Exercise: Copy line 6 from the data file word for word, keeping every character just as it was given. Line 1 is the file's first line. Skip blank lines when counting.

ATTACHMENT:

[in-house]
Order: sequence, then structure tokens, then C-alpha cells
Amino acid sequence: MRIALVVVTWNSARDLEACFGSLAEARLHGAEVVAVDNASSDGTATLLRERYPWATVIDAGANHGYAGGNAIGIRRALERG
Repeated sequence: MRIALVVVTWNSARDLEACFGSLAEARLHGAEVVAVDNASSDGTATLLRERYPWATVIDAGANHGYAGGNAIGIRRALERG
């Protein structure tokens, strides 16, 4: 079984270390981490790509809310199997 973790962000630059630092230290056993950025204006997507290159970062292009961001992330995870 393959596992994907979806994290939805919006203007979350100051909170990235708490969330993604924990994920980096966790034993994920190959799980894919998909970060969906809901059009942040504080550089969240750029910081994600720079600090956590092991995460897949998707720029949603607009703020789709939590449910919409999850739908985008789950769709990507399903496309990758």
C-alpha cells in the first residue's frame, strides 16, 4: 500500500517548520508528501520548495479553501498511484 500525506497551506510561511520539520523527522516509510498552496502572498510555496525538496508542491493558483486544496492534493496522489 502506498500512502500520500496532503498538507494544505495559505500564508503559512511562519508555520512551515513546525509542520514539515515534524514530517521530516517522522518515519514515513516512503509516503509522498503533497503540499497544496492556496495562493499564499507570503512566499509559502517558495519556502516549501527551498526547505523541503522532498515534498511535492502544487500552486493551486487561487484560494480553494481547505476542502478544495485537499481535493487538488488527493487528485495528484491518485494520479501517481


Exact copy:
C-alpha cells in the first residue's frame, strides 16, 4: 500500500517548520508528501520548495479553501498511484 500525506497551506510561511520539520523527522516509510498552496502572498510555496525538496508542491493558483486544496492534493496522489 502506498500512502500520500496532503498538507494544505495559505500564508503559512511562519508555520512551515513546525509542520514539515515534524514530517521530516517522522518515519514515513516512503509516503509522498503533497503540499497544496492556496495562493499564499507570503512566499509559502517558495519556502516549501527551498526547505523541503522532498515534498511535492502544487500552486493551486487561487484560494480553494481547505476542502478544495485537499481535493487538488488527493487528485495528484491518485494520479501517481